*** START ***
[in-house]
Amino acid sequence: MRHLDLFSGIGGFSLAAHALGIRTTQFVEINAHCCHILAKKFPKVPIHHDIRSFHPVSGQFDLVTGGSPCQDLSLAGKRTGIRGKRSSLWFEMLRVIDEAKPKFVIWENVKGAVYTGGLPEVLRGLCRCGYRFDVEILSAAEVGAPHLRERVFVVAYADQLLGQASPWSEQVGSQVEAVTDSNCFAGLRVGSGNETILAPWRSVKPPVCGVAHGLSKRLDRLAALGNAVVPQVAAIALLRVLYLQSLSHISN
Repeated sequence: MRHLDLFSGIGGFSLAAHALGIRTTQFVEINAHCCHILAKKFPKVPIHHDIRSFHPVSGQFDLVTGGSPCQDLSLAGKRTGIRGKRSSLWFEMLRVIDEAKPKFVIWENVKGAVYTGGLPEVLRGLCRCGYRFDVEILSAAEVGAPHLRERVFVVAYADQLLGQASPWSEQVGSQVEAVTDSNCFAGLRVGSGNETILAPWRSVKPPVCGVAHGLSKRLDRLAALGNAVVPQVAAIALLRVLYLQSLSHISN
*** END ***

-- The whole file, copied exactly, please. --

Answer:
[in-house]
Amino acid sequence: MRHLDLFSGIGGFSLAAHALGIRTTQFVEINAHCCHILAKKFPKVPIHHDIRSFHPVSGQFDLVTGGSPCQDLSLAGKRTGIRGKRSSLWFEMLRVIDEAKPKFVIWENVKGAVYTGGLPEVLRGLCRCGYRFDVEILSAAEVGAPHLRERVFVVAYADQLLGQASPWSEQVGSQVEAVTDSNCFAGLRVGSGNETILAPWRSVKPPVCGVAHGLSKRLDRLAALGNAVVPQVAAIALLRVLYLQSLSHISN
Repeated sequence: MRHLDLFSGIGGFSLAAHALGIRTTQFVEINAHCCHILAKKFPKVPIHHDIRSFHPVSGQFDLVTGGSPCQDLSLAGKRTGIRGKRSSLWFEMLRVIDEAKPKFVIWENVKGAVYTGGLPEVLRGLCRCGYRFDVEILSAAEVGAPHLRERVFVVAYADQLLGQASPWSEQVGSQVEAVTDSNCFAGLRVGSGNETILAPWRSVKPPVCGVAHGLSKRLDRLAALGNAVVPQVAAIALLRVLYLQSLSHISN